This year Americans will spend more than $2.1 billion on flowers on Valentine’s Day alone, according to NBC News. The prices of roses skyrocket. Restaurant reservations will be non-existent. Wine will disappear off shelves, movie tickets will be sold out and extravagant dinners will be slaved over.
The average spending for Valentine’s Day will come close to $19 billion, according to the U.S. News & World Report.
I will preface my statement by saying that my relationship status has not changed from “casually flirting with the same attractive and intelligent man for months,” but what the hell, Valentine’s Day?
When did the expression of “love” turn into a multi-billion dollar industry for a series of days? When did Valentine’s Day become ridiculous?
For at least a day, the relationship revolves around “Did they buy flowers?” “Where did you go for dinner?” “What did you make for dessert?” “Was there chocolate involved?” “Did you wear lingerie?”
We all get the notion that “single people hate Valentine’s Day because they don’t have anyone to spend it with,” but being single on V-Day isn’t really that bad. I don’t have to dress myself up, make sure every inch of my body is shaved, spend an hour doing hair and makeup and making myself prim and proper, only to take everything off a few hours later for some potential passionate one-on-one time with a significant other.
Love is a sentiment that should be spontaneous, not rehearsed. No one should be expected to buy flowers, cards, chocolates and find a dinner reservation simply to please their significant other. Love shouldn’t be a rehearsal of high, outlandish expectations.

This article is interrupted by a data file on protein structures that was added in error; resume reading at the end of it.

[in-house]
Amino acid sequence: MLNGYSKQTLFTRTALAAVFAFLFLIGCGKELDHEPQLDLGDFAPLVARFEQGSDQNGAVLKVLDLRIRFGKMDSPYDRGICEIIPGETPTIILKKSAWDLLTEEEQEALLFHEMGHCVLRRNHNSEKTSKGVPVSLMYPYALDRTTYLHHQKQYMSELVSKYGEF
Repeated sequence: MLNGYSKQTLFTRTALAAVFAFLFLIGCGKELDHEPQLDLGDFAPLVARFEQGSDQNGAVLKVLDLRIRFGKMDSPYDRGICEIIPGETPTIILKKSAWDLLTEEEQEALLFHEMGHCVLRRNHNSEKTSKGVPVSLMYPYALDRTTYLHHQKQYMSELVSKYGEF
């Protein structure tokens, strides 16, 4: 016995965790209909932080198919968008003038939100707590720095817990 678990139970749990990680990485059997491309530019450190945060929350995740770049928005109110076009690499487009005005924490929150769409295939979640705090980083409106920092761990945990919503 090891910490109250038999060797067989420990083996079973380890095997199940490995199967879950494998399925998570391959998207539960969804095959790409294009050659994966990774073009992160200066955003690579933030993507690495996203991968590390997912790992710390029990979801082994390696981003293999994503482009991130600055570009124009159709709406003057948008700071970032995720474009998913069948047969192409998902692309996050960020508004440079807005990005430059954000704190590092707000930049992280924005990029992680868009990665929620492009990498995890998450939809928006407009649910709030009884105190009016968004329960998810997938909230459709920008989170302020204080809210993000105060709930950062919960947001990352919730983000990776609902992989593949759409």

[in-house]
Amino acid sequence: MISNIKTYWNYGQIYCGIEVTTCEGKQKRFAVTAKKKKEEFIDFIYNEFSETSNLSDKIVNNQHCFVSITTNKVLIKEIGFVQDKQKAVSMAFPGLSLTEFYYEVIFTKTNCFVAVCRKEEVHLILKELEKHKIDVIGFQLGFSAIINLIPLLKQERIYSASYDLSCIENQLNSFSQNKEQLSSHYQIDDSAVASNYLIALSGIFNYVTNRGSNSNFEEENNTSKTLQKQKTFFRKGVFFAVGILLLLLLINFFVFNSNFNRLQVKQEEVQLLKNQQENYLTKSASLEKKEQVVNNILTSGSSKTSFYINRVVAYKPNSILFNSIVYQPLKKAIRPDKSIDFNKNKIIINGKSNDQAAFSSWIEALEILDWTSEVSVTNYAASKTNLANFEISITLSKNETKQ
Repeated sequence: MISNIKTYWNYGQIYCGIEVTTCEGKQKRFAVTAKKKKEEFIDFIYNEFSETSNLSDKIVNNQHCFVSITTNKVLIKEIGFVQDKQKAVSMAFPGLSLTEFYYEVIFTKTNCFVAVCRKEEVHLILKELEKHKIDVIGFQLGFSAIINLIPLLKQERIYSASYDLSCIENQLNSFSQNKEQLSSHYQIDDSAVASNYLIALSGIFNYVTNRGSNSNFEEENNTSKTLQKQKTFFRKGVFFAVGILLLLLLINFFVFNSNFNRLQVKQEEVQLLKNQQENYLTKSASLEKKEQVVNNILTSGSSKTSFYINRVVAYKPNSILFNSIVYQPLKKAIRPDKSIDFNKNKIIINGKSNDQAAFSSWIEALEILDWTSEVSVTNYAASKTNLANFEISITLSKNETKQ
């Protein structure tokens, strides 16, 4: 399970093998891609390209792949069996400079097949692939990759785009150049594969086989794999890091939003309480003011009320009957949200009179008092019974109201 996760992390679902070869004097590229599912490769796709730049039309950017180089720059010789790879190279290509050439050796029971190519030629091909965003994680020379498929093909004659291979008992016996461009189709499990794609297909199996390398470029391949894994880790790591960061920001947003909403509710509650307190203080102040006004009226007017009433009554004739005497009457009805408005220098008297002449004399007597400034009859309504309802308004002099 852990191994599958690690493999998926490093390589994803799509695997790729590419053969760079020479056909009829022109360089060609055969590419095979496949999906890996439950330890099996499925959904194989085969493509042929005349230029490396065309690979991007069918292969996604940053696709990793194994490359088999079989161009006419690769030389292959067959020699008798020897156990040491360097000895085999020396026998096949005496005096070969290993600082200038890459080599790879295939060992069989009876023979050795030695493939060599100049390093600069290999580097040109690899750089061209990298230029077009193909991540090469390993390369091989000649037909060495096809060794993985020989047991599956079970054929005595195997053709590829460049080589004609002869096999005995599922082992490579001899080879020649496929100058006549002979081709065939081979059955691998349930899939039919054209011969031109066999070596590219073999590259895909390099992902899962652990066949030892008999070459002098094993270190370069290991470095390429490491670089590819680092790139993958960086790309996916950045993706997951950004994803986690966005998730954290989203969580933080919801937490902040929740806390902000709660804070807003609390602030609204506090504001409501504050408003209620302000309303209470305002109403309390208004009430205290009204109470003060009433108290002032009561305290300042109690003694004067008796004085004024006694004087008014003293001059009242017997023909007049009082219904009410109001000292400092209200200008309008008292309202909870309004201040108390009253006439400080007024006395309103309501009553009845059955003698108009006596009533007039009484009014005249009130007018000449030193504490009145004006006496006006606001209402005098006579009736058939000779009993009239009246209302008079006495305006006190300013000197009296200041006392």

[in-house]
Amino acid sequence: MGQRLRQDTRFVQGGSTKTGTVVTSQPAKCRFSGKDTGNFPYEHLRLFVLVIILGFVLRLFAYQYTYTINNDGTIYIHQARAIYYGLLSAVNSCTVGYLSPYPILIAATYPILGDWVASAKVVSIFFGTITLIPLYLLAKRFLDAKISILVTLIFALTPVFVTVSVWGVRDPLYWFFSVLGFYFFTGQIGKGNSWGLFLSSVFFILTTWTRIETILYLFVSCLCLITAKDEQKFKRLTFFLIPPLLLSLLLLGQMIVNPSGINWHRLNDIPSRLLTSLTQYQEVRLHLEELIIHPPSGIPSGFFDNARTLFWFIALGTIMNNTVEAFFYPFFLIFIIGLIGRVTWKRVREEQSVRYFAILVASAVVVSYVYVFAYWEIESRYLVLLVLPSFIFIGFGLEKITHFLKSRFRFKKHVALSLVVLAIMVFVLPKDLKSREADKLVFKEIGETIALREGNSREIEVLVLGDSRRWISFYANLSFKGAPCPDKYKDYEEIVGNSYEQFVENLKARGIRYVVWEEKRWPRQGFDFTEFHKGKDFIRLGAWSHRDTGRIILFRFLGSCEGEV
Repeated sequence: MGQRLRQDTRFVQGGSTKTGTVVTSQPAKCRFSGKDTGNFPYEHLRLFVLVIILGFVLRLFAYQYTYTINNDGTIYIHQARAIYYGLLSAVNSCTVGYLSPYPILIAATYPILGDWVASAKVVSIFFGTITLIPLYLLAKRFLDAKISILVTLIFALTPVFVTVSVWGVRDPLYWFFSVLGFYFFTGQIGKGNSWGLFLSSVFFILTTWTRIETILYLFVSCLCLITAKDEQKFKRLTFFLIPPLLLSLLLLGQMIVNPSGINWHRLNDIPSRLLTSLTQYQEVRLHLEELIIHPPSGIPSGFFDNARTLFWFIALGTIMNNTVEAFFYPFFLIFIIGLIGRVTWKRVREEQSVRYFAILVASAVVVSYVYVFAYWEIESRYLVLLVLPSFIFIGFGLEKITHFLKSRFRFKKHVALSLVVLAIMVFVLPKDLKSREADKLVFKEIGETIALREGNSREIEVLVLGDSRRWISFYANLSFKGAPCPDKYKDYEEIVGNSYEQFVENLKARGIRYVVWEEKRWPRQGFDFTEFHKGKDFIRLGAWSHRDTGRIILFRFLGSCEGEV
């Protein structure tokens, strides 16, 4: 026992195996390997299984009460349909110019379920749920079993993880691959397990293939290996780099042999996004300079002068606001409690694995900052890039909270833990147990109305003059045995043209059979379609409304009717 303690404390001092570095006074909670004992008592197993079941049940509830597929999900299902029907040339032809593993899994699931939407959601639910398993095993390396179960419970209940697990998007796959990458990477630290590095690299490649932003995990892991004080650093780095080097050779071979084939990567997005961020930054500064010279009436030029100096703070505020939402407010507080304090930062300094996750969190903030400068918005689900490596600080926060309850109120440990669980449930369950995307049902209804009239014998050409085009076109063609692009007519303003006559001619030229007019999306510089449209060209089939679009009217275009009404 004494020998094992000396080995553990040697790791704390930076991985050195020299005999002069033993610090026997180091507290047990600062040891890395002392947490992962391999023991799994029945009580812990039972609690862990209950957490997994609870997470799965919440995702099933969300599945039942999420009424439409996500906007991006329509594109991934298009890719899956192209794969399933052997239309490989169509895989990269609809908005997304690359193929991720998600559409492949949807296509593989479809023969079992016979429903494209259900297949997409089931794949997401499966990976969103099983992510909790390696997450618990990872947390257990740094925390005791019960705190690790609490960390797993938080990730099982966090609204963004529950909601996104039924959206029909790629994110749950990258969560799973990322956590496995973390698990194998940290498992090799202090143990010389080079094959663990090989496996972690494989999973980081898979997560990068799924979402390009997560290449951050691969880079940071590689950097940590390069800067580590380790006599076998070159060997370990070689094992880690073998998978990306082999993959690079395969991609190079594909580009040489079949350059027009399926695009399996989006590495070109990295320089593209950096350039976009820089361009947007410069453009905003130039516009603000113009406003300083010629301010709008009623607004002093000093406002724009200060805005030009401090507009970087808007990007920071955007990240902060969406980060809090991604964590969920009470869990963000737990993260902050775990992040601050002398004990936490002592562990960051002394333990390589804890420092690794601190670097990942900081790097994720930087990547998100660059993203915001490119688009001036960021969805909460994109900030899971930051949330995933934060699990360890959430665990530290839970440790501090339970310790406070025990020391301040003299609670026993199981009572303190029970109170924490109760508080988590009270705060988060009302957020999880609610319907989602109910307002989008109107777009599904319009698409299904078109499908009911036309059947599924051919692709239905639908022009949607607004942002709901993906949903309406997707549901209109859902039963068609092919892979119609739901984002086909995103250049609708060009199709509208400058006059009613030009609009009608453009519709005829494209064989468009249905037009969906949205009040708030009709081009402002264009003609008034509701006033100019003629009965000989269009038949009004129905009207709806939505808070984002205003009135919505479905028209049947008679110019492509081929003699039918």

This is exactly what Valentine’s Day has become: a run-through of the exact same performance, something akin to Shakespeare’s most famous play that has the same run-time every year and the same audience response.
I spent my night arguing against the commercial holiday with that “casually flirting with the same attractive and intelligent man for months” man. He was arguing that V-Day is a day set aside as a date night because otherwise you tend to hate each other after being stuck together for so long.
False. Even when living with each other for years at a time you can find small ways to express your love. Whether that’s doing the dishes, or bringing home the type of milk that your significant other likes or finding some small detail that really puts you in good graces.
Instead of coiffing yourself up and spending more than $50 on dinner, a movie and flowers that skyrocket in prices just to empty your wallet, why not rid yourself of the expectation and just take things as they come?
You can bond over video games and hash out your differences with a round of “Super Smash Bros.” You can order a pizza and curl up on the couch. You can even watch porn and have that passionate one-on-one time that was going to be postponed until that horrible movie was over.
Now don’t get me wrong. I love “Pride and Prejudice” as much as the next girl, and am still waiting for my very own Mr. Darcy. I love the idea of love. I don’t appreciate the idea that love can be bought or sold. I don’t need all of the fancy things to know I’m in a relationship with someone and that I love them.
All I truly need is to steal a sweater or two and play video games all day.
Being alone with someone that you truly care about, someone that truly loves you, is so much more intimate and creative than being surrounded by hundreds of other couples that are trying to prove they love each other by doing the exact same thing.
I’d rather beat you in “Call of Duty.”